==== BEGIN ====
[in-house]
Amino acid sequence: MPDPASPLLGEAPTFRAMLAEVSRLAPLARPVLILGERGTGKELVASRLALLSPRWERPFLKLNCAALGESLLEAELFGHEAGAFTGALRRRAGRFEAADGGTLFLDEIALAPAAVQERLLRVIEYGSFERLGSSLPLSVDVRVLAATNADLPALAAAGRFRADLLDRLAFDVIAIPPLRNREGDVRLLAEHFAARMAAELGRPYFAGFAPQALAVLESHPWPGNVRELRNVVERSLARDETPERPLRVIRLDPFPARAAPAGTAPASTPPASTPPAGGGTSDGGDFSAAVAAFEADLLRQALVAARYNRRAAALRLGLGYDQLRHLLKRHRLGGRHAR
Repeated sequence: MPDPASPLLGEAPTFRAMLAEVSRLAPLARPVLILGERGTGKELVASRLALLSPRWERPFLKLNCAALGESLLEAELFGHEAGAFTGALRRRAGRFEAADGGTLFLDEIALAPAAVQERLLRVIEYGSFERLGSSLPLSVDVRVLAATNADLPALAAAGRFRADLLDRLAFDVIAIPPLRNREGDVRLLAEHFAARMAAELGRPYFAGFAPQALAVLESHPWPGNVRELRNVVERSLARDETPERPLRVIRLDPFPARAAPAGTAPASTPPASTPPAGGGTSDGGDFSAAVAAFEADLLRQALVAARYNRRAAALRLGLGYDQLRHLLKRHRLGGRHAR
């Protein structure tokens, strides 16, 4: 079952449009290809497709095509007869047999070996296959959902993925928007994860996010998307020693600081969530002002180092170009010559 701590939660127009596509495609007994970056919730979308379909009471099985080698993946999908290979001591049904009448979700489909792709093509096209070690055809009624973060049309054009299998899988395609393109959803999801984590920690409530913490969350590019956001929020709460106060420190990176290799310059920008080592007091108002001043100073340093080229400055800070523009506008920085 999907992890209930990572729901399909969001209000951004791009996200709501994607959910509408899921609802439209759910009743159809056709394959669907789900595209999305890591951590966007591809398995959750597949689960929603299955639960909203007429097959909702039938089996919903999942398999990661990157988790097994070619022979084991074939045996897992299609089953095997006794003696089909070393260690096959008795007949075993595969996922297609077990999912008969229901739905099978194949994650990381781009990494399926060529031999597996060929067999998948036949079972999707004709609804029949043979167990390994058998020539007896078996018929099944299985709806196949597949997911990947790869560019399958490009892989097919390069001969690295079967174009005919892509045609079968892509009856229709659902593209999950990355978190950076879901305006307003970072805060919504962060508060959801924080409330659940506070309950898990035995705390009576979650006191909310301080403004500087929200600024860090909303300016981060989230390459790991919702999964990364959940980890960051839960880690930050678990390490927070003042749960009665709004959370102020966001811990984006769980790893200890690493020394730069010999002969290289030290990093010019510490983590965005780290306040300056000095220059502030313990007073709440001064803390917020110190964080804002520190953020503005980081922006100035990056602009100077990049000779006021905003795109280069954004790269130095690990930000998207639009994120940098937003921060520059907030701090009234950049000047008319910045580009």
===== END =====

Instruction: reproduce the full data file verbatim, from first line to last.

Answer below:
[in-house]
Amino acid sequence: MPDPASPLLGEAPTFRAMLAEVSRLAPLARPVLILGERGTGKELVASRLALLSPRWERPFLKLNCAALGESLLEAELFGHEAGAFTGALRRRAGRFEAADGGTLFLDEIALAPAAVQERLLRVIEYGSFERLGSSLPLSVDVRVLAATNADLPALAAAGRFRADLLDRLAFDVIAIPPLRNREGDVRLLAEHFAARMAAELGRPYFAGFAPQALAVLESHPWPGNVRELRNVVERSLARDETPERPLRVIRLDPFPARAAPAGTAPASTPPASTPPAGGGTSDGGDFSAAVAAFEADLLRQALVAARYNRRAAALRLGLGYDQLRHLLKRHRLGGRHAR
Repeated sequence: MPDPASPLLGEAPTFRAMLAEVSRLAPLARPVLILGERGTGKELVASRLALLSPRWERPFLKLNCAALGESLLEAELFGHEAGAFTGALRRRAGRFEAADGGTLFLDEIALAPAAVQERLLRVIEYGSFERLGSSLPLSVDVRVLAATNADLPALAAAGRFRADLLDRLAFDVIAIPPLRNREGDVRLLAEHFAARMAAELGRPYFAGFAPQALAVLESHPWPGNVRELRNVVERSLARDETPERPLRVIRLDPFPARAAPAGTAPASTPPASTPPAGGGTSDGGDFSAAVAAFEADLLRQALVAARYNRRAAALRLGLGYDQLRHLLKRHRLGGRHAR
């Protein structure tokens, strides 16, 4: 079952449009290809497709095509007869047999070996296959959902993925928007994860996010998307020693600081969530002002180092170009010559 701590939660127009596509495609007994970056919730979308379909009471099985080698993946999908290979001591049904009448979700489909792709093509096209070690055809009624973060049309054009299998899988395609393109959803999801984590920690409530913490969350590019956001929020709460106060420190990176290799310059920008080592007091108002001043100073340093080229400055800070523009506008920085 999907992890209930990572729901399909969001209000951004791009996200709501994607959910509408899921609802439209759910009743159809056709394959669907789900595209999305890591951590966007591809398995959750597949689960929603299955639960909203007429097959909702039938089996919903999942398999990661990157988790097994070619022979084991074939045996897992299609089953095997006794003696089909070393260690096959008795007949075993595969996922297609077990999912008969229901739905099978194949994650990381781009990494399926060529031999597996060929067999998948036949079972999707004709609804029949043979167990390994058998020539007896078996018929099944299985709806196949597949997911990947790869560019399958490009892989097919390069001969690295079967174009005919892509045609079968892509009856229709659902593209999950990355978190950076879901305006307003970072805060919504962060508060959801924080409330659940506070309950898990035995705390009576979650006191909310301080403004500087929200600024860090909303300016981060989230390459790991919702999964990364959940980890960051839960880690930050678990390490927070003042749960009665709004959370102020966001811990984006769980790893200890690493020394730069010999002969290289030290990093010019510490983590965005780290306040300056000095220059502030313990007073709440001064803390917020110190964080804002520190953020503005980081922006100035990056602009100077990049000779006021905003795109280069954004790269130095690990930000998207639009994120940098937003921060520059907030701090009234950049000047008319910045580009």